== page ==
In the real world, a far off place banksters and their puppet regulators rarely visit,

·        Anglo Irish Bank’s “insane recklessness” not only contaminated the underwriting policy of fellow lenders but was pivotal to a property crash which lost millions of people their homes, their livelihoods, their pensions and in some cases their lives. Needless to say not one iota of reform or regulation has provided restitution for those who paid the price of a calculated manipulation of the property market for elitist personal gain.

In the real world,

·        Loyal Royal Bank of Scotland's commercial borrowers continue to fall victim of “knavish manoeuvres” expressly designed to hijack their assets. By shifting billions in commercial debt and concealing losses via balance sheet manipulation, RBS's bad loans and liabilities have been miraculously transformed into the assets CEO Stephen Hester so desperately needs to successfully implement his recovery programme.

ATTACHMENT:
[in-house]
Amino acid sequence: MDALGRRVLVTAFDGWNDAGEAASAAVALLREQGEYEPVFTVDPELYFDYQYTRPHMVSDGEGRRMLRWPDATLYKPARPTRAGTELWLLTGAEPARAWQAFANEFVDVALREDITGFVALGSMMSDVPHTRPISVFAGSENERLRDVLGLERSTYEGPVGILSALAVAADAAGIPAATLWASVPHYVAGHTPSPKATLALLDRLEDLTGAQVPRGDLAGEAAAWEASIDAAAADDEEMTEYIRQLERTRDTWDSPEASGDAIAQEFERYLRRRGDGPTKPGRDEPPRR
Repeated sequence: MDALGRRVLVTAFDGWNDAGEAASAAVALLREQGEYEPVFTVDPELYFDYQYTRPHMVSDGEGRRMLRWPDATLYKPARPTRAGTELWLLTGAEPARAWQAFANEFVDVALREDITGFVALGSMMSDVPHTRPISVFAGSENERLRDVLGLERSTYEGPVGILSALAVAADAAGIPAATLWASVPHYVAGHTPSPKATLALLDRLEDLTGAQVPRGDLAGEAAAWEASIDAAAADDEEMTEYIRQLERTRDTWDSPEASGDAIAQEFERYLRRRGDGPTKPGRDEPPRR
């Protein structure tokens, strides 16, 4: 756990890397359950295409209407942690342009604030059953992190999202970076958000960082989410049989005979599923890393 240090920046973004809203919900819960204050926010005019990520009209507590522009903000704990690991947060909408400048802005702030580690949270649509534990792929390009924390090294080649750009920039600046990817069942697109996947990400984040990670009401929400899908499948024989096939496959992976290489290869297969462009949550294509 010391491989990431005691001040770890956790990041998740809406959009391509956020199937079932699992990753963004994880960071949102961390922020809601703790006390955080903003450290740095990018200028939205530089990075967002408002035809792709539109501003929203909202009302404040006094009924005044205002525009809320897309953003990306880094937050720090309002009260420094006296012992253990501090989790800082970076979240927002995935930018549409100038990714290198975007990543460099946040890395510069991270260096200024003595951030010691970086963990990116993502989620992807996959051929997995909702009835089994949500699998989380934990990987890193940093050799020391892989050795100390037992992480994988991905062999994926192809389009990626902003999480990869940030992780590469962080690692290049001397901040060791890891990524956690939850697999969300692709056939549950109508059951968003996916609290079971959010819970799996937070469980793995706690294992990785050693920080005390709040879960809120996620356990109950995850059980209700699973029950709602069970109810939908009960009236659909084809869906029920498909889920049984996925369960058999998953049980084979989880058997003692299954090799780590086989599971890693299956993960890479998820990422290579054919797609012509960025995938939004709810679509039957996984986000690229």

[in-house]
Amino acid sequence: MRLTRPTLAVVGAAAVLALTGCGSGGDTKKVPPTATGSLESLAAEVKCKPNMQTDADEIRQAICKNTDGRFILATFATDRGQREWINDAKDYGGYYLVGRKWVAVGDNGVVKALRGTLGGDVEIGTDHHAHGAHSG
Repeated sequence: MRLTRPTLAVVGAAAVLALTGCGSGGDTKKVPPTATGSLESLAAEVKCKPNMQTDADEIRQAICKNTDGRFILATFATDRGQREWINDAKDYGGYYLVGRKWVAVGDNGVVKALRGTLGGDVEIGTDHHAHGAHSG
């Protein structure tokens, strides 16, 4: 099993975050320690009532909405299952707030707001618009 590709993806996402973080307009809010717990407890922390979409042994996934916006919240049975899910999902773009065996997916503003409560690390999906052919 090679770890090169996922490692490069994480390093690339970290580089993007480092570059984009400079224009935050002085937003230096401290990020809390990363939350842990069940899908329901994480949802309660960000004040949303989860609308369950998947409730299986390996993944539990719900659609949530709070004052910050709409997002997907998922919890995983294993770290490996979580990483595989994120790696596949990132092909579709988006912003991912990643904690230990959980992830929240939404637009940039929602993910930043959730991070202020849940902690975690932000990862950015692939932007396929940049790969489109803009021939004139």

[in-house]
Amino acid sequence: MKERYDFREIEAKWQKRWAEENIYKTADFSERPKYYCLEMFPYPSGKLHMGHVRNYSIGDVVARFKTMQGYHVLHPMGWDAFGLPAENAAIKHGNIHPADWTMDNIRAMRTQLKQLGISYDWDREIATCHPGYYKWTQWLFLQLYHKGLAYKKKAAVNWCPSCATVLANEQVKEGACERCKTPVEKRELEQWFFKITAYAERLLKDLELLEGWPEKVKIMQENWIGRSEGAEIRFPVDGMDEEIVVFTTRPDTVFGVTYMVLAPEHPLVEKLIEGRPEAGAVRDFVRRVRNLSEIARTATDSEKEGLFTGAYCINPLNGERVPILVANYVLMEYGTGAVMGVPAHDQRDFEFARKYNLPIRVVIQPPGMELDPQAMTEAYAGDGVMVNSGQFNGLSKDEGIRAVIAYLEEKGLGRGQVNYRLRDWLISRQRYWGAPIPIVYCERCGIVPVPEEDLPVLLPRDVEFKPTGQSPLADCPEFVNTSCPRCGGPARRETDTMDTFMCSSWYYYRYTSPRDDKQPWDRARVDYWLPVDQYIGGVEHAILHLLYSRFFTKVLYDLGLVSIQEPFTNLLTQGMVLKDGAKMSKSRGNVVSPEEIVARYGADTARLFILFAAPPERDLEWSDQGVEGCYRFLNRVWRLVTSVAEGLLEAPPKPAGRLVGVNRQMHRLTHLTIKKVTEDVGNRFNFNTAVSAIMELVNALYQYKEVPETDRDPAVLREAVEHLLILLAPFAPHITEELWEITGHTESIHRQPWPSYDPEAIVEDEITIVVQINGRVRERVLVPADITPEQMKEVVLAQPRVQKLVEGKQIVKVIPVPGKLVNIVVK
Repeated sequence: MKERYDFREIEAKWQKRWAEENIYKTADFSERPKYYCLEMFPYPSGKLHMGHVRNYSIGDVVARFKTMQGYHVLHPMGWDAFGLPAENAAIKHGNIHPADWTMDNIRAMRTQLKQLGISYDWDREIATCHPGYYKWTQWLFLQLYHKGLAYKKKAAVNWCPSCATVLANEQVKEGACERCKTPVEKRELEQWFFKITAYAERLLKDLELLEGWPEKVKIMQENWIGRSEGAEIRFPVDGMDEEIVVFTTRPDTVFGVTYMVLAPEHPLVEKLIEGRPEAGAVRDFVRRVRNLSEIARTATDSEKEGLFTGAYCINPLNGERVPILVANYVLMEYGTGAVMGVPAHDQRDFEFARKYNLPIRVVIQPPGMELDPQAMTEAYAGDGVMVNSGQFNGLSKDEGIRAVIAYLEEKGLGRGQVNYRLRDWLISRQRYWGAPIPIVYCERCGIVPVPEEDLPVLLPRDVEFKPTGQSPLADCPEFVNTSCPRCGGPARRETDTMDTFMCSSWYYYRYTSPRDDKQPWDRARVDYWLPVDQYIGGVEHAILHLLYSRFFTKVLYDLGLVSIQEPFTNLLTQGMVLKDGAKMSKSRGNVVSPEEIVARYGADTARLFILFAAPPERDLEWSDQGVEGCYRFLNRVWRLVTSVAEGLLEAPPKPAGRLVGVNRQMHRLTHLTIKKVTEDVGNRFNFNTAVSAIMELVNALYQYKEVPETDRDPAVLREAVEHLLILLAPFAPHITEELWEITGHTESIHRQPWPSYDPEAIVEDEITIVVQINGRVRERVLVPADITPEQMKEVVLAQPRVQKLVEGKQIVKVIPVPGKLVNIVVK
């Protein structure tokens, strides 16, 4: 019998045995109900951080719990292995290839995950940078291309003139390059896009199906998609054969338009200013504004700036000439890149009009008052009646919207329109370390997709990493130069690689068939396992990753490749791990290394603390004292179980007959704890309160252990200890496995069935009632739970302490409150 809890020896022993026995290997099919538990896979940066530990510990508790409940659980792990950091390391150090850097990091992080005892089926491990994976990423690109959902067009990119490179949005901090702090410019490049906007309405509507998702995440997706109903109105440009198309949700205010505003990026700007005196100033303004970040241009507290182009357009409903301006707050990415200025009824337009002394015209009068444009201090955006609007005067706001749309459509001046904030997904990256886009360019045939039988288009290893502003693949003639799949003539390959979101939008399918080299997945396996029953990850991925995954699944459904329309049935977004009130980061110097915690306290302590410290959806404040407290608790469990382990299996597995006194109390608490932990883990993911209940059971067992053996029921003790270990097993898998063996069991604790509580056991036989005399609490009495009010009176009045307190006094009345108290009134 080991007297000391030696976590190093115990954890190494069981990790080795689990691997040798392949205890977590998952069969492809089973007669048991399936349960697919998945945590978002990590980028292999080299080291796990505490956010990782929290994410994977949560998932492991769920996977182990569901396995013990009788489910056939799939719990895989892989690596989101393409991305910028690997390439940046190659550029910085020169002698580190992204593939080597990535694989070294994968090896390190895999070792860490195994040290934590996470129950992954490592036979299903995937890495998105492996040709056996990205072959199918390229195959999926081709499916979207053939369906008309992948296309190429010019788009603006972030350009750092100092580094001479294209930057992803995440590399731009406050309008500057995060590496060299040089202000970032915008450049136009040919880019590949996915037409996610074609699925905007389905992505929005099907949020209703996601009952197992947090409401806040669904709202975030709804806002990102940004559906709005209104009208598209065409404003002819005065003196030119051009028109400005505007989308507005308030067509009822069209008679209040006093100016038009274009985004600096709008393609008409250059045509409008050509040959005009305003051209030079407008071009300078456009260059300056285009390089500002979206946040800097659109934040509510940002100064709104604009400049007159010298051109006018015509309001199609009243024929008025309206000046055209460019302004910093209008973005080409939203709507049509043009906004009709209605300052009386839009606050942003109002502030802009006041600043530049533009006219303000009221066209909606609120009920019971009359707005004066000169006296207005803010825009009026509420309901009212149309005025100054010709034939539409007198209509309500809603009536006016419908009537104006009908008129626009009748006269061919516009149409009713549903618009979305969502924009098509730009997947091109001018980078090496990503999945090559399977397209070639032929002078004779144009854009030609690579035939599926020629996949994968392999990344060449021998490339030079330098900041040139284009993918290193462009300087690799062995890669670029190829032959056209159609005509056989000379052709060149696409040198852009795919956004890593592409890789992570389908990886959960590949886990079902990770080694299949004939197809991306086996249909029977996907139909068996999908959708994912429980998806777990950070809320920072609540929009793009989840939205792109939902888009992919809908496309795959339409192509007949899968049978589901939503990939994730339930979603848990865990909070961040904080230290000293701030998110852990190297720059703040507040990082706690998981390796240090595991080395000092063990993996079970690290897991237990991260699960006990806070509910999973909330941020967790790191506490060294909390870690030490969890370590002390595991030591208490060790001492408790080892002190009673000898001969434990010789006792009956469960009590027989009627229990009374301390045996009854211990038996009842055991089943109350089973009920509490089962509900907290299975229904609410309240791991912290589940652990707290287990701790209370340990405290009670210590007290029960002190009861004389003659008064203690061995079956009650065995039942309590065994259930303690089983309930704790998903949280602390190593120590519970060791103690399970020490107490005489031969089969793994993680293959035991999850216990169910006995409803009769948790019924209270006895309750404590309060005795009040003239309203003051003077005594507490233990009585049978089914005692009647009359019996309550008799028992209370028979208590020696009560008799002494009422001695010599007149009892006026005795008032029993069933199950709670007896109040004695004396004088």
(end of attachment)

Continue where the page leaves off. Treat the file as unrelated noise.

In the real world,

Libor manipulation is not just inappropriate conduct which the banking industry and their regulators have been fully aware of from as early as 1990's , but a manipulative rouse to steal people's hard earned cash and escape unpunished to bask in the profits.

·   And, in the real world,   

·        HBOS are perfectly at liberty to willfully neglect their duty of care, over-sell a discounted, interest only mortgage secured against a family home they vastly overvalued, exclude me from all discussions from the outset, start repossession proceedings without making me aware the loan was in distress, ignore my offer of rental income to service the interest, force a sale which created a £217,000 shortfall and hound me for the re-imbursement of a deficit which came about as a direct result of their highly dubious business ethics and wanton recklessness.

Nineteenth century Civil war veteran and American political leader Robert Green Ingersol once said, “Happiness is not a reward-it is a consequence and suffering is not a punishment but a result” however, if those whose greed resulted in our suffering remains unpunished and regulators are increasingly happy to repackage captured reforms as a solution to an economic crisis which has left millions in financial purgatory, I suspect suffering is destined to be both the consequence and the result for a great many victims of banking criminality for the foreseeable future.

I sincerely hope I am wrong.